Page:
WEF ranks South Korea behind Ghana, Uganda in financial sector

Hours after the World Economic Forum released the rankings, Seoul’s top financial regulator said the Swiss organization used substandard methodology.
By Elizabeth Shim Contact the Author   |   Sept. 30, 2015 at 1:31 PM
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SEOUL, Sept. 30 (UPI) -- South Korea's financial regulator said the World Economic Forum fell short of making objective comparisons after the Swiss organization ranked Korea's financial markets 87th behind Ghana, Uganda and Bhutan.

The forum, best known for its annual winter meeting in Davos, ranked South Korea 26th in overall global competitiveness among 140-member countries, The Korea Herald reported.

WEF said in its annual Global Competitiveness Report published Wednesday that Seoul could improve its labor and financial sectors, and assigned rankings based on 114 items distributed unevenly across 12 categories. South Korea was handed poor marks in institutional, labor market efficiency and financial market development. The report read, "Korea remains one of the poorest performers among advanced economies" in those areas.

Hours after the forum released the rankings showing South Korea at 119th in ease of access to loans, 113th in soundness of banks, 99th in availability of financial services and 87th for financial market development, Seoul's Financial Services Commission issued a statement that said the Swiss organization used substandard methodology to assess Asia's fourth-largest economy.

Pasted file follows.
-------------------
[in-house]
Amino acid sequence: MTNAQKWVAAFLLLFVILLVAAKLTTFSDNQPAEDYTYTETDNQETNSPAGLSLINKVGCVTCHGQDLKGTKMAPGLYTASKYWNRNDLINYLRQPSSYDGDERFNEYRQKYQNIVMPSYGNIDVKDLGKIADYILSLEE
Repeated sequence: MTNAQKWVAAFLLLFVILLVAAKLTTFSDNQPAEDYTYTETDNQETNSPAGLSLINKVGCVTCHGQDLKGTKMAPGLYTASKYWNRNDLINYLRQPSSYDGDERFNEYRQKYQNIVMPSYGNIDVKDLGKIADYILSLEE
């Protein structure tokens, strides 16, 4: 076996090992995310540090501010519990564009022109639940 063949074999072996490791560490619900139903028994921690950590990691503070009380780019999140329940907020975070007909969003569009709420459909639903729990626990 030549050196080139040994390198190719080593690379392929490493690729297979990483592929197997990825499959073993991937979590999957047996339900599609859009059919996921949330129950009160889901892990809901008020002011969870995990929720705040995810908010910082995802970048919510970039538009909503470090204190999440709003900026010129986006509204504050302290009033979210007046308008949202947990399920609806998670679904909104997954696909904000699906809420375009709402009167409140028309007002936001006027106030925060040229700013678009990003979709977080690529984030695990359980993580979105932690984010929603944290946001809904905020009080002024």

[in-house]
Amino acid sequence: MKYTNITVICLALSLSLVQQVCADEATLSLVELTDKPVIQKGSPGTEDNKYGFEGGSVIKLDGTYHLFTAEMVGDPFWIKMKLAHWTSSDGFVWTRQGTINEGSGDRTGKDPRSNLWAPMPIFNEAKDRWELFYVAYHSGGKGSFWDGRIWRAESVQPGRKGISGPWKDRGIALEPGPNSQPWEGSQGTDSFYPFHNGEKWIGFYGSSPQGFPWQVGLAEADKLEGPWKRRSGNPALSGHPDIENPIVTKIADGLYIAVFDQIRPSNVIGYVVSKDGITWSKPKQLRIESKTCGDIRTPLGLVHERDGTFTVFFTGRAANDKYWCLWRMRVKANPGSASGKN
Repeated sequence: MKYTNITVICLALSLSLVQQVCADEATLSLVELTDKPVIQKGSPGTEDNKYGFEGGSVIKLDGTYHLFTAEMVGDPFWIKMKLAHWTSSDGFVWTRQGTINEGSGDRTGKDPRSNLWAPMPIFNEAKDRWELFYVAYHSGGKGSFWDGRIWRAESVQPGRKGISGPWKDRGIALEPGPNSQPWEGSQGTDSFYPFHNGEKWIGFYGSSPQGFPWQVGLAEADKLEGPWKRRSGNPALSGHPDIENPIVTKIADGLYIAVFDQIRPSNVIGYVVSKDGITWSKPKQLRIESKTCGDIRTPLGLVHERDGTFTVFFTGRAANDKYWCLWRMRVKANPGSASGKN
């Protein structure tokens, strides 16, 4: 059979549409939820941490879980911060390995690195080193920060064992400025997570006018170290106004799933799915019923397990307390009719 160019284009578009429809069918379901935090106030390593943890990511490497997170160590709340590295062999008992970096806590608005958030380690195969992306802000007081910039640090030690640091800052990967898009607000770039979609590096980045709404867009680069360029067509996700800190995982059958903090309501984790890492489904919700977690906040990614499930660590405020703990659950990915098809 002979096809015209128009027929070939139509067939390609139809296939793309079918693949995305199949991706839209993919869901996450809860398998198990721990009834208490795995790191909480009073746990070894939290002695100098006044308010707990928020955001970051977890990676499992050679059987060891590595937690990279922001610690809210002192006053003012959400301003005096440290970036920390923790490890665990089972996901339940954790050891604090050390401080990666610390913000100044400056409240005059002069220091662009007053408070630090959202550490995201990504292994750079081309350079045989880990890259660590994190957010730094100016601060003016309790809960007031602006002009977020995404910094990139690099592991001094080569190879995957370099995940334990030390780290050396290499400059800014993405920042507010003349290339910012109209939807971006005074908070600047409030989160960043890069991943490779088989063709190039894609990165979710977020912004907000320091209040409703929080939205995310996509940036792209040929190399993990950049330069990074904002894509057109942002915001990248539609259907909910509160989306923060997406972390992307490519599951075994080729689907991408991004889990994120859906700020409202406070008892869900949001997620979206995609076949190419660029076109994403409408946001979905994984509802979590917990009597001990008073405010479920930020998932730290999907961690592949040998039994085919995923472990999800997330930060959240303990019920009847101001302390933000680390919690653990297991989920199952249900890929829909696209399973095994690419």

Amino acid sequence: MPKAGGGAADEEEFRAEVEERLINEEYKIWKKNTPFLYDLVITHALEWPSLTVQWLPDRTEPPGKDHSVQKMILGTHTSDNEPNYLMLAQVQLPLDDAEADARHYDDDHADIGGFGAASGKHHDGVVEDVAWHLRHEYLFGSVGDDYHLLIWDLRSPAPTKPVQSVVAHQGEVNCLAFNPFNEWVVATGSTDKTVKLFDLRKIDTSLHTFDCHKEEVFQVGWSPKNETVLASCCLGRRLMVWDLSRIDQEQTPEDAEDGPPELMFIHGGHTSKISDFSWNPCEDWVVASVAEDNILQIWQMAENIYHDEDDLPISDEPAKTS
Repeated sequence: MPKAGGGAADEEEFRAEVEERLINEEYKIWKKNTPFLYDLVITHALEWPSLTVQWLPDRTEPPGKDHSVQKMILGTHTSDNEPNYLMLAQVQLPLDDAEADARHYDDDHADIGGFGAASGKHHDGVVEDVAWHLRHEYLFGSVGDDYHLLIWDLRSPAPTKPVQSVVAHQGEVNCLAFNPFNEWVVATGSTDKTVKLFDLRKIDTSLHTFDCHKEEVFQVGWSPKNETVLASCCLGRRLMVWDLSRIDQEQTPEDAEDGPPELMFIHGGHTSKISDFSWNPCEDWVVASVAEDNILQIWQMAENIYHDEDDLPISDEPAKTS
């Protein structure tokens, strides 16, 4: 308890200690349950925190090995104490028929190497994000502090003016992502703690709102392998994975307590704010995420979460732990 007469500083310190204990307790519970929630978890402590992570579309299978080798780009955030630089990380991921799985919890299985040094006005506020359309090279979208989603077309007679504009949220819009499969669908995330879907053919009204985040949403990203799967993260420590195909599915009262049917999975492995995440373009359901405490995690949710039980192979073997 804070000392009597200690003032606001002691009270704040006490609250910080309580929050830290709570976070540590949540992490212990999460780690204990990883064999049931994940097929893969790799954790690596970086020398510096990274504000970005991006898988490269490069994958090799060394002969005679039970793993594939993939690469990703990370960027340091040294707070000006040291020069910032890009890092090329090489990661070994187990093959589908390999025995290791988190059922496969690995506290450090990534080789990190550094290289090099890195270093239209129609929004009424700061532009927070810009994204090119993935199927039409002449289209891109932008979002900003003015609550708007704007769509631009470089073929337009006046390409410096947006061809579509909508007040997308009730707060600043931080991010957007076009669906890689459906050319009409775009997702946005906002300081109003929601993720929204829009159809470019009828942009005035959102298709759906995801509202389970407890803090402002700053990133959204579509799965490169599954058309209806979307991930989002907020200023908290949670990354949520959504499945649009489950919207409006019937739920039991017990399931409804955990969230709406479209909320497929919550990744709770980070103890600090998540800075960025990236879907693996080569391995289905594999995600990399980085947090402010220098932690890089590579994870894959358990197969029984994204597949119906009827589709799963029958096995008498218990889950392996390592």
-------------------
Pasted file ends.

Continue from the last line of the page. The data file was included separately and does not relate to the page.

"[The] WEF's evaluation falls short of making objective comparisons among countries, since it is mainly composed of questionnaire surveys," the FSC said in a press release.

The forum said in its report it factors in respondents' answers from an executive opinion survey that asks participants to identify and rank the five most problematic factors for doing business in their country. The results showed that South Korea's financial market development had slipped to 87th from 80th in 2014, Yonhap reported. The WEF also ranked South Korea, an advanced economy, behind Uganda, Ghana and Bhutan in this category, but ahead of Croatia.

South Korea's FSC said that a World Bank survey of 143 countries indicated bank accounts held by South Koreans age 15 or older was at 94.4 percent, higher than the Organization for Economic Cooperation and Development average of 94 percent, and that the world's 15th-largest stock market, with a market capitalization of $1.2 trillion, is in Seoul.

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